The three boys sat silently. Joe bit at his nails, Phil rocked on the chair, and Rohan stared at his red socks. A clock in the shape of a rocket ticked behind Phil on his desk. Loud meowing and human screams fought for airspace outside.

Rohan looked up from his socks. ‘If no help is coming, we’re going to have to kill the cats ourselves.’

‘And just how do you kill them?’ Joe got up and started to pace the small room. ‘I mean, I know how you’d kill a normal cat, but one that’s made of fucking marzipan?’

‘Your mum would freak at your language,’ said Rohan.

Joe stopped his pacing. ‘My mum is probably almond paste right now, I don’t think she’d fucking care.’

‘You’re such a grown up.’ Rohan pulled his knees to his chest and wrapped his arms around them.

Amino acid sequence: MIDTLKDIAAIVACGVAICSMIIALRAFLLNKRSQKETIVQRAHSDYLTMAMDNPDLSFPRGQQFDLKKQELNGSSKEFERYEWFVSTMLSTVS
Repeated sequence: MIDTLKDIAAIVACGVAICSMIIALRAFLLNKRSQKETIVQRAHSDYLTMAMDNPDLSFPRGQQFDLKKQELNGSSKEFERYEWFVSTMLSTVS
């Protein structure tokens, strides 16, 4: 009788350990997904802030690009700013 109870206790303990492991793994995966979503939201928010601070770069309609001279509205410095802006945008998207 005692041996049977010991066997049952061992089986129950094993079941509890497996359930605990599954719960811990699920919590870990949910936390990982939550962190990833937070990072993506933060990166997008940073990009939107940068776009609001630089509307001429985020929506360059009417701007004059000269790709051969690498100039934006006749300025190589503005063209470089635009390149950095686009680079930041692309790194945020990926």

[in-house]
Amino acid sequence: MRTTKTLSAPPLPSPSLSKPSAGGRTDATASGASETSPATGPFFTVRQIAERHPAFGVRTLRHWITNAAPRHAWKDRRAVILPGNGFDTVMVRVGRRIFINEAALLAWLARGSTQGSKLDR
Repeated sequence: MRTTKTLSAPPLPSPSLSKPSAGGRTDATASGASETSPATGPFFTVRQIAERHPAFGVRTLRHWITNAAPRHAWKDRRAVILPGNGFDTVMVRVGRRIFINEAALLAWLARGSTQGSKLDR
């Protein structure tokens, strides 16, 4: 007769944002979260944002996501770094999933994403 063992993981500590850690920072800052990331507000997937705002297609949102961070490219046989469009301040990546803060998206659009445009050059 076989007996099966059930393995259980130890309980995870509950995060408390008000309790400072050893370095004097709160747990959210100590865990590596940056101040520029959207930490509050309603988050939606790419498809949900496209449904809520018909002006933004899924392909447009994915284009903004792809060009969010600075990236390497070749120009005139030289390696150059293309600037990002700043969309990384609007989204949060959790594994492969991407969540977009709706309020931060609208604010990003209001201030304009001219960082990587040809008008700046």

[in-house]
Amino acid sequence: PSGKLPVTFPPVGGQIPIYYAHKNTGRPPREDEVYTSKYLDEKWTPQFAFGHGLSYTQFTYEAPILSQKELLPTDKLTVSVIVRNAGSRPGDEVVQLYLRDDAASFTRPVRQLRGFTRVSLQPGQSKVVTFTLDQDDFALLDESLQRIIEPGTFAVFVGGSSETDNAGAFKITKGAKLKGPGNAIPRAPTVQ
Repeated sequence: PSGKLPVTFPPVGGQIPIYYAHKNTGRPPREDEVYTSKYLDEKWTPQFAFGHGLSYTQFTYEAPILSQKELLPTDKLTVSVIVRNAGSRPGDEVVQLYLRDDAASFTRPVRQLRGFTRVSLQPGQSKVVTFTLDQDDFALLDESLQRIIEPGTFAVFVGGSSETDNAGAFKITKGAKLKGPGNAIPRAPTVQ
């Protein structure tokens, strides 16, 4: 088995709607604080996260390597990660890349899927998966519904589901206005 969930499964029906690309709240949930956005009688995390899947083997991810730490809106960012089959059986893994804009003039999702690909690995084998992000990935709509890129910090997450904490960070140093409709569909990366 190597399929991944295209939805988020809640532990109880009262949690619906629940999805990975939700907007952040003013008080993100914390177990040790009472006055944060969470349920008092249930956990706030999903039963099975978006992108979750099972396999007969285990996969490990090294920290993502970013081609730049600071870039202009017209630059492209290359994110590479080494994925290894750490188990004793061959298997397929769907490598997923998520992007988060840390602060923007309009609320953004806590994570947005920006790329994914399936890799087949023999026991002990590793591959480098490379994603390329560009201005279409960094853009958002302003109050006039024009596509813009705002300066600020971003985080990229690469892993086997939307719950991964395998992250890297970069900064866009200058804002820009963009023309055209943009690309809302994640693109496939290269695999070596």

‘Fuck fuck fuckity fuck.’ Joe continued his pacing.

Phil stopped moving on the chair. ‘We have to eat them.’

‘What?’ Joe stopped in his tracks.

‘The cats,’ said Phil. ‘It said on the news, the only way they can be stopped is by eating them.’

‘Eating them?’ Rohan grimaced.

Joe swung his arms animatedly. ‘Can’t we just chop their heads off?’

‘If their heads are chopped off they just morph back together, same if you squash them,’ Phil mimed squishing and growing with his hands, ‘they just go back into their cat shapes. Guessing it’s the same for the people too.’

‘I can’t eat people,’ said Joe.

Rohan wiped his hands down his thighs. ‘I can’t eat cats. I’m a vegetarian.’

‘It’s bloody marzipan. Without the blood.’ Phil twirled around in the chair to face Joe. ‘Just like eating the marzipan fruits your Auntie Gayle gives you at Christmas.’

‘Eating a non-moving marzipan apple the size of my thumb is a bit different to eating a full sized marzipan cat in attack mode, or a relative,’ said Joe.